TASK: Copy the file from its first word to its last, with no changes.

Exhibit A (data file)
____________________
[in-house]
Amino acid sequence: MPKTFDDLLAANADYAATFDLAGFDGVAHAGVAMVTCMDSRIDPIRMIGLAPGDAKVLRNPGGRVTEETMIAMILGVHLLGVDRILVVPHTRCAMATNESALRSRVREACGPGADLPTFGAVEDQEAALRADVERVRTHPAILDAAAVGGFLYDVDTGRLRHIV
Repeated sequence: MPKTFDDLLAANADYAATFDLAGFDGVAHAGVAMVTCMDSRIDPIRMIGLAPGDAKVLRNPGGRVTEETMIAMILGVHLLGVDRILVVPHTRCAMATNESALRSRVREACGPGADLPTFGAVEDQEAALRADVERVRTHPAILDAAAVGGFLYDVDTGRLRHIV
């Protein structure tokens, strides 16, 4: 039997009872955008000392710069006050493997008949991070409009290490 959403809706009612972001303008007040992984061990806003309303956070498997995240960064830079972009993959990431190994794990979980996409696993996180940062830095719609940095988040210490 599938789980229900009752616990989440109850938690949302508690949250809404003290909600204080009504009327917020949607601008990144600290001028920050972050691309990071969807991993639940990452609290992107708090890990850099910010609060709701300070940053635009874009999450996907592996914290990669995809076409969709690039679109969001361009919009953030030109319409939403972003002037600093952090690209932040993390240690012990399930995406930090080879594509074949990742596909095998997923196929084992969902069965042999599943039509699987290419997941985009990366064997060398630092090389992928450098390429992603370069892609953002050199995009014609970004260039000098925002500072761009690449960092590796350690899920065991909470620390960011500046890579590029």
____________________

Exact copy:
[in-house]
Amino acid sequence: MPKTFDDLLAANADYAATFDLAGFDGVAHAGVAMVTCMDSRIDPIRMIGLAPGDAKVLRNPGGRVTEETMIAMILGVHLLGVDRILVVPHTRCAMATNESALRSRVREACGPGADLPTFGAVEDQEAALRADVERVRTHPAILDAAAVGGFLYDVDTGRLRHIV
Repeated sequence: MPKTFDDLLAANADYAATFDLAGFDGVAHAGVAMVTCMDSRIDPIRMIGLAPGDAKVLRNPGGRVTEETMIAMILGVHLLGVDRILVVPHTRCAMATNESALRSRVREACGPGADLPTFGAVEDQEAALRADVERVRTHPAILDAAAVGGFLYDVDTGRLRHIV
């Protein structure tokens, strides 16, 4: 039997009872955008000392710069006050493997008949991070409009290490 959403809706009612972001303008007040992984061990806003309303956070498997995240960064830079972009993959990431190994794990979980996409696993996180940062830095719609940095988040210490 599938789980229900009752616990989440109850938690949302508690949250809404003290909600204080009504009327917020949607601008990144600290001028920050972050691309990071969807991993639940990452609290992107708090890990850099910010609060709701300070940053635009874009999450996907592996914290990669995809076409969709690039679109969001361009919009953030030109319409939403972003002037600093952090690209932040993390240690012990399930995406930090080879594509074949990742596909095998997923196929084992969902069965042999599943039509699987290419997941985009990366064997060398630092090389992928450098390429992603370069892609953002050199995009014609970004260039000098925002500072761009690449960092590796350690899920065991909470620390960011500046890579590029």